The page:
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AFL Appoints Two Concussion Experts

T
he AFL has announced the appointment of two executives tasked with leading the development, research, education, innovation, and governance of the AFL’s concussion strategy.

Turner Institute for Brain and Mental Health associate professor, Catherine Willmott, has been named the AFL’s head of concussion innovation and research and Monash Health’s Rachel Elliot has been named head of concussion and healthcare governance.

In her new role, Willmott will work to design and develop a multi-year research framework and action plan the AFL hopes will have national and international impact on prevention, identification, and management of concussion in sport.

In this role, Willmott will oversee AFL funded concussion research projects, establish the strategic research pillars, and monitor third party research project progress, evaluate ongoing quality of outcomes and their applicability to Australian football.

As the head of concussion and healthcare governance, Elliot will be responsible for coordinating AFL policy response to concussion and broader healthcare matters at the elite and community level, according to the league.

In doing so, she will continue to review and update the AFL’s concussion guidelines, match day regulations, and other key documents as part of the AFL’s concussion strategy.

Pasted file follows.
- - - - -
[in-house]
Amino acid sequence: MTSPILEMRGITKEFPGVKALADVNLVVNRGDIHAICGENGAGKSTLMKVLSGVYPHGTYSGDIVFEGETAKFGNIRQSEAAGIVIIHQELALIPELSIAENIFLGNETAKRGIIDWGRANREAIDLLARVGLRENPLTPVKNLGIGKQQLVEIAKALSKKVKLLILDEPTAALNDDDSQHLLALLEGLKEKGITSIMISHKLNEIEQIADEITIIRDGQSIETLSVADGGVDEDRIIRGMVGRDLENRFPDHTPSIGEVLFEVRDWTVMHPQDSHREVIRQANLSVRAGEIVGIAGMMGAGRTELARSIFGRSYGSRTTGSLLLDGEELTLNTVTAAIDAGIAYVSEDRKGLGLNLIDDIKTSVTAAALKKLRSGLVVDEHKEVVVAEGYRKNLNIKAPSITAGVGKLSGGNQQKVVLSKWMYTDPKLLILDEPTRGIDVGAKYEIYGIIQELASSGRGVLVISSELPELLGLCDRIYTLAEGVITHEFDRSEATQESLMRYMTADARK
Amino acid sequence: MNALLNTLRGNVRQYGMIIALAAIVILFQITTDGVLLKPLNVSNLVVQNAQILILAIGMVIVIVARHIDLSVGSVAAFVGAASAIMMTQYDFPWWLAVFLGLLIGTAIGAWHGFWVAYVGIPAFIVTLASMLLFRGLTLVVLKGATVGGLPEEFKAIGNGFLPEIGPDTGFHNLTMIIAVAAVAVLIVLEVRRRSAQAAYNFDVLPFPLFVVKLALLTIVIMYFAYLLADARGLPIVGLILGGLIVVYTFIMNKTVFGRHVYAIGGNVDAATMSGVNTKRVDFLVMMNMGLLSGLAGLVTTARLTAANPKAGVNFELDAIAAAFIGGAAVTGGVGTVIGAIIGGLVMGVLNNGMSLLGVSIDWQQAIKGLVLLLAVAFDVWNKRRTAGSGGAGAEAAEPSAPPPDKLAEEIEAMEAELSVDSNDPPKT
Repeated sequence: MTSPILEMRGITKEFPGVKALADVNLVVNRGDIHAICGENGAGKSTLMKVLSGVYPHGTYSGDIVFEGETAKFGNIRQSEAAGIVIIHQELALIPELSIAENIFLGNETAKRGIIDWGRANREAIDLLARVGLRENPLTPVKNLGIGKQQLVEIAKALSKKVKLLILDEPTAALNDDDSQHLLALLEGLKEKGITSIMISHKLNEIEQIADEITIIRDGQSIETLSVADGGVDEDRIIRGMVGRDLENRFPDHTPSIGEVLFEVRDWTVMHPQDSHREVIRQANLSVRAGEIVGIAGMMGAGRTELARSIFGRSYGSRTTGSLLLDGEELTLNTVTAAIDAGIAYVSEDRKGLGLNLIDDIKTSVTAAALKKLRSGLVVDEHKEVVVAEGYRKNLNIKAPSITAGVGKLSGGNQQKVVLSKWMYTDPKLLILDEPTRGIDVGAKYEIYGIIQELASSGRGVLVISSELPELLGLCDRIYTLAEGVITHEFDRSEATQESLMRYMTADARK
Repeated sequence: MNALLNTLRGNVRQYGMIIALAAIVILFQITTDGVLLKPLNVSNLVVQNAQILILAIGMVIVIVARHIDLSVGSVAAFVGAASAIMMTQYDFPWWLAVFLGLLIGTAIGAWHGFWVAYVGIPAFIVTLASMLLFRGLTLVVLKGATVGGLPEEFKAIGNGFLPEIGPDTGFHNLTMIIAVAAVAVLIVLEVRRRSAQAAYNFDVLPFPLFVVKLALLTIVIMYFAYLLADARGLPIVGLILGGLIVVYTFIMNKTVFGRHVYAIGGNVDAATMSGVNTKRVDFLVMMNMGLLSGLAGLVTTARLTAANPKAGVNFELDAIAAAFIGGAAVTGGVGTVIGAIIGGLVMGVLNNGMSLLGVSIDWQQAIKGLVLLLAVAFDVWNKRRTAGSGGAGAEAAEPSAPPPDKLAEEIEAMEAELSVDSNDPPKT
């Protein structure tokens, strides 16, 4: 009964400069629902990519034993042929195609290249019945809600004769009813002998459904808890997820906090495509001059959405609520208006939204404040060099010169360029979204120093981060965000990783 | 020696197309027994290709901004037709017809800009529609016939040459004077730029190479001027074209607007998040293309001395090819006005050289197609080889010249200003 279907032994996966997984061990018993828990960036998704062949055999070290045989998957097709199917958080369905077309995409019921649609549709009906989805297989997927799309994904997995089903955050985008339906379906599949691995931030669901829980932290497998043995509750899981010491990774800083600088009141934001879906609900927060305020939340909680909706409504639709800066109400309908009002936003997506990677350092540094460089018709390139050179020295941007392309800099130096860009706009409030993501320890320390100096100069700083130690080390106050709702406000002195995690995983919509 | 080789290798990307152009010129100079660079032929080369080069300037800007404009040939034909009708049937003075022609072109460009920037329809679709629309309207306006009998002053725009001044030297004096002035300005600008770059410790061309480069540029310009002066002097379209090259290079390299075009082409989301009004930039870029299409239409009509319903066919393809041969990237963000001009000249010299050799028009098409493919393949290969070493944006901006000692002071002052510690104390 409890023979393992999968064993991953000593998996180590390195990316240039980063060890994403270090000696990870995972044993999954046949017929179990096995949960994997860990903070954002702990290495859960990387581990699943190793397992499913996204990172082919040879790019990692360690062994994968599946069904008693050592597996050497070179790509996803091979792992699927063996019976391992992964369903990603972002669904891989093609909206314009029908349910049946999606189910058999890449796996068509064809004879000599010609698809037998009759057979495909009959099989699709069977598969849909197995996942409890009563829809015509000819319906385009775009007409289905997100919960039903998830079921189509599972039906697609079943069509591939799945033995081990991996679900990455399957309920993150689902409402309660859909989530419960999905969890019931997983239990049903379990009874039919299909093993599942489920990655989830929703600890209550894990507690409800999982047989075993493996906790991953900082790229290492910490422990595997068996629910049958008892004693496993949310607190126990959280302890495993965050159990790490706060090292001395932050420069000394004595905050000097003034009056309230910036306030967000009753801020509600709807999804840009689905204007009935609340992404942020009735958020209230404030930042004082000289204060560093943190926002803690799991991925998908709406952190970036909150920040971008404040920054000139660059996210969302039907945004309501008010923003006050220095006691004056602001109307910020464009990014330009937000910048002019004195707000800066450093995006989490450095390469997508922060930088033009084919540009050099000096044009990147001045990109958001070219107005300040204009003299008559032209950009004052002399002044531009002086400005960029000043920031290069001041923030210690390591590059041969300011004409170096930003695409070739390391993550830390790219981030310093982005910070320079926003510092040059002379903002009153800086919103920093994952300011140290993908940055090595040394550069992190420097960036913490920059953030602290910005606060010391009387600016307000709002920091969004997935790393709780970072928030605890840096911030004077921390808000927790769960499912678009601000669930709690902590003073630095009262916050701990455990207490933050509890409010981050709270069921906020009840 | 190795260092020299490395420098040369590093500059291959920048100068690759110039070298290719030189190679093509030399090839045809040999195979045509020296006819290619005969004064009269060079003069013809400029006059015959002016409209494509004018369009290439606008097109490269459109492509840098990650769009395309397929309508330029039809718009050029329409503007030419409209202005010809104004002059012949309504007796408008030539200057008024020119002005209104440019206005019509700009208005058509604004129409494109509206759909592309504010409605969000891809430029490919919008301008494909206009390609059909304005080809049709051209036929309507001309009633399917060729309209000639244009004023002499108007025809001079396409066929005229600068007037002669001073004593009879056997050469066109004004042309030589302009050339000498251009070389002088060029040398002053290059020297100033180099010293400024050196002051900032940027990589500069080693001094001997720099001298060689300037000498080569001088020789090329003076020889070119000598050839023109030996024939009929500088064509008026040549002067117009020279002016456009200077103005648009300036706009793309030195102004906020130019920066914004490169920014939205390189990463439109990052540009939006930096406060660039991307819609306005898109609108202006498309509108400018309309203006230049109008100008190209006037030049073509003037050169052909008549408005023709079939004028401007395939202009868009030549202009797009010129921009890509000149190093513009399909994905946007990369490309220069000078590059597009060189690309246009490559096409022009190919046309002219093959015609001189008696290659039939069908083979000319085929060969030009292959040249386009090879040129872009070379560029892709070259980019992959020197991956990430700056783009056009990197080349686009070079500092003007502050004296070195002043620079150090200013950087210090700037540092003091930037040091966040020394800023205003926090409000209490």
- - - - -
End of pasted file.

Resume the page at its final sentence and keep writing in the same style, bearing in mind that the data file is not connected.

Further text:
AFL general counsel and executive general manager of game development, Andrew Dillon, said the two executive additions will boost the AFL’s research and management of concussion.

“Rachel and Catherine bring over 45 years combined experience to the AFL and their appointments strengthen our prevention, identification, and management of concussion in football,” Dillon said.

“The health and safety of our players is of paramount concern to the AFL and we are committed to further research and investment in this area.

“The two appointments and dedicated roles complement our continued action in this space over recent years including the strengthening of the match-day protocols and amendments to the laws of the game to discourage high contact, we are also using technology that is embedded in the ARC to provide another mechanism to identify potential concussive incidents that would not have otherwise been detected,” he said.

Elsewhere, the AFL has updated its guidelines for concussion management at all levels outside of the AFL and AFLW competitions for 2021, with community football set to implement a minimum 12-day post-concussion return period with relevant medical clearance required.

In announcing the changes, the AFL said the timeline for return to play in children and adolescents following concussion incidents is likely to be longer, with medical professionals ultimately set to determine when a player is ready to return to full-contact training and playing.

AFL chief medical officer, Peter Harcourt, said: “The focus must be on ensuring that players pass through each of the steps safely, without a recurrence of symptoms, rather than simply progressing through a schedule.”

“A player who shows symptoms or any signs of concussion during a match or training must be removed from the field of play and assessed and must not return to that match or training session.

“The next step is that the player must be assessed by a medical professional, then move through each of the steps in the guidelines, and finally receive medical clearance prior to returning to full-contact training,” Harcourt said.